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How can I get help writing a book? 7 tips

If you’ve always wanted to write a novel but don’t know where to start, or you start writing your book and get stuck, you’re probably asking ‘How can I get help writing a book?’ It’s easy to find help with each part of writing.

If you’ve always wanted to write a novel but don’t know where to start, or you start writing your book and get stuck, you’re probably asking ‘How can I get help writing a book?’ It’s easy to find help with each part of writing.

1. Join a writing group or community

Writing fiction is sharing. It’s satisfying to share your perspective through your stories and characters but gaining insight via critical response to your creations is crucial too. If you’re struggling to get started, supportive members of a writing group can give you ideas for how to make headway.

You don’t even need a local writing group to get helpful feedback from others. In an online group you can share the trials and pleasures of writing with others from all over the world who share your goals.

Things to remember when participating in a writing group:

  • Be open and receptive to criticism: It’s often tempting to be defensive when it feels as though someone is tearing your work to shreds. This is why it’s great to have a policy in a group that if a member gives feedback, they must start with something positive before moving on to (constructive) criticism
  • Share successes and milestone achievements with your group, because this positivity will help to keep the whole group motivated to finish book-writing projects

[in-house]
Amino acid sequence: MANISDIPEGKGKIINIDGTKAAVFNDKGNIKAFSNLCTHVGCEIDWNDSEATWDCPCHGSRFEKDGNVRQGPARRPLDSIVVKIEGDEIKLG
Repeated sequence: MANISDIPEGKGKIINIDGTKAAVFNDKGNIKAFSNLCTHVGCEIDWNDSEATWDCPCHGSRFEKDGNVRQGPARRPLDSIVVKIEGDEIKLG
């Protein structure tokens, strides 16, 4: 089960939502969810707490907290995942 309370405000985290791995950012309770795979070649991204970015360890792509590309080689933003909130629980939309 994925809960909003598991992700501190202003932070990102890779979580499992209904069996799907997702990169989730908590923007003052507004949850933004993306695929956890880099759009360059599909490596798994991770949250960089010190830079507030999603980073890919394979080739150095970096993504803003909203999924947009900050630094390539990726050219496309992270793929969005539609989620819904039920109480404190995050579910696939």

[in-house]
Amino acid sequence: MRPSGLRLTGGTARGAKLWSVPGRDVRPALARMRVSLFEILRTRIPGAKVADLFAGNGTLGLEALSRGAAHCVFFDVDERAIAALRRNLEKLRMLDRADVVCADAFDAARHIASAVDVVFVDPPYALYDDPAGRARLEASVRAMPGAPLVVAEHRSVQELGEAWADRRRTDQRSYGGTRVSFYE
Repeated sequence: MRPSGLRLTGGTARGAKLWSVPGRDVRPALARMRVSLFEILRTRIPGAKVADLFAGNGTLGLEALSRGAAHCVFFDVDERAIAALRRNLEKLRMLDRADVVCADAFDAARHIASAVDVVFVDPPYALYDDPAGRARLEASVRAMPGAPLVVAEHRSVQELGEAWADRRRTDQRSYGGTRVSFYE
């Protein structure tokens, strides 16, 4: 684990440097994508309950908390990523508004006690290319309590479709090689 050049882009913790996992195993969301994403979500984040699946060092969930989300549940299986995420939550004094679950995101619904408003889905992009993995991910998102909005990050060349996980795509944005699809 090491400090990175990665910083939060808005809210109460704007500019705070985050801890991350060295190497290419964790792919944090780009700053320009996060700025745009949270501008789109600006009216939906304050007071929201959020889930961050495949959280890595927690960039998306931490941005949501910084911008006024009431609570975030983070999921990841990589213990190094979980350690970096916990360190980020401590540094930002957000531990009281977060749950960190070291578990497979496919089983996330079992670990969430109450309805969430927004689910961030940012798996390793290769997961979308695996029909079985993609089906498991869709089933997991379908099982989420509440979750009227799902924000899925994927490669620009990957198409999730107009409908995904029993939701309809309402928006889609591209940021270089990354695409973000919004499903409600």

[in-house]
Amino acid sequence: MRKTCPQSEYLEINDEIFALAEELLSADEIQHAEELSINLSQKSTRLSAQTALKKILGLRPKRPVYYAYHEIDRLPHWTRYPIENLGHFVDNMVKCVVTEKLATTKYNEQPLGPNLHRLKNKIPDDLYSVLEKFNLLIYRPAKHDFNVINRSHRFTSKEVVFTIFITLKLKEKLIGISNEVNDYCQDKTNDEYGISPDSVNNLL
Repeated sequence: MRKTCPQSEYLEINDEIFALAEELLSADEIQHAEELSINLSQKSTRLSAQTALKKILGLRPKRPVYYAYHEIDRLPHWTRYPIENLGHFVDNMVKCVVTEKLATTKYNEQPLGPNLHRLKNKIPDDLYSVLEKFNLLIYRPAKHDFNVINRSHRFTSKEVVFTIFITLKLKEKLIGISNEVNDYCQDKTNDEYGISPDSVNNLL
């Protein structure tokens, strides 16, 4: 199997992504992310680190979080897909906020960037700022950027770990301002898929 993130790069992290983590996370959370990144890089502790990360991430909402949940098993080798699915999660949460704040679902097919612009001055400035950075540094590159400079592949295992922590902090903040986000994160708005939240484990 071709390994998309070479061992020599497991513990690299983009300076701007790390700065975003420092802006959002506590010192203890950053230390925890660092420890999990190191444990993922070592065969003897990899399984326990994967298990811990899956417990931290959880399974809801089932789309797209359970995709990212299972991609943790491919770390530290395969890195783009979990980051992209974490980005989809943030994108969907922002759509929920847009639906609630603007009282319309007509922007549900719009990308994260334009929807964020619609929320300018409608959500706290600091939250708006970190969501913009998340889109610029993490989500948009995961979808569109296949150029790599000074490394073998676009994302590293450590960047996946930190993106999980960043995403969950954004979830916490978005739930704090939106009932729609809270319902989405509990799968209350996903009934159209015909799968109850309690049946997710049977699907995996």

What if you need more extensive input and airtime for hashing out your story ideas?

2. Get a writing coach

Stephen King - read books to get help writing

One-on-one feedback and discussion around your work and writing process provides many benefits:

  • You get complete focus on your story and close assistance with overcoming your personal writing challenges
  • You set the pace you work at, but also have an external source of accountability to help you get on track if you fall behind your writing targets
  • You have someone who may coach writing regularly and thus have accumulated practical knowledge in how to aid you in overcoming common obstacles

To get the most out of having a writing coach, here are some tips:

  1. Give your coach 3-5 questions on each piece of writing you submit for feedback. Be more specific than ‘how could I improve this?’ If your current focus is improving your characters, ask your coach for thoughts on what is working in your characterization in a scene or chapter and what is not. Just thinking how to phrase your questions will help you identify what you can and should improve.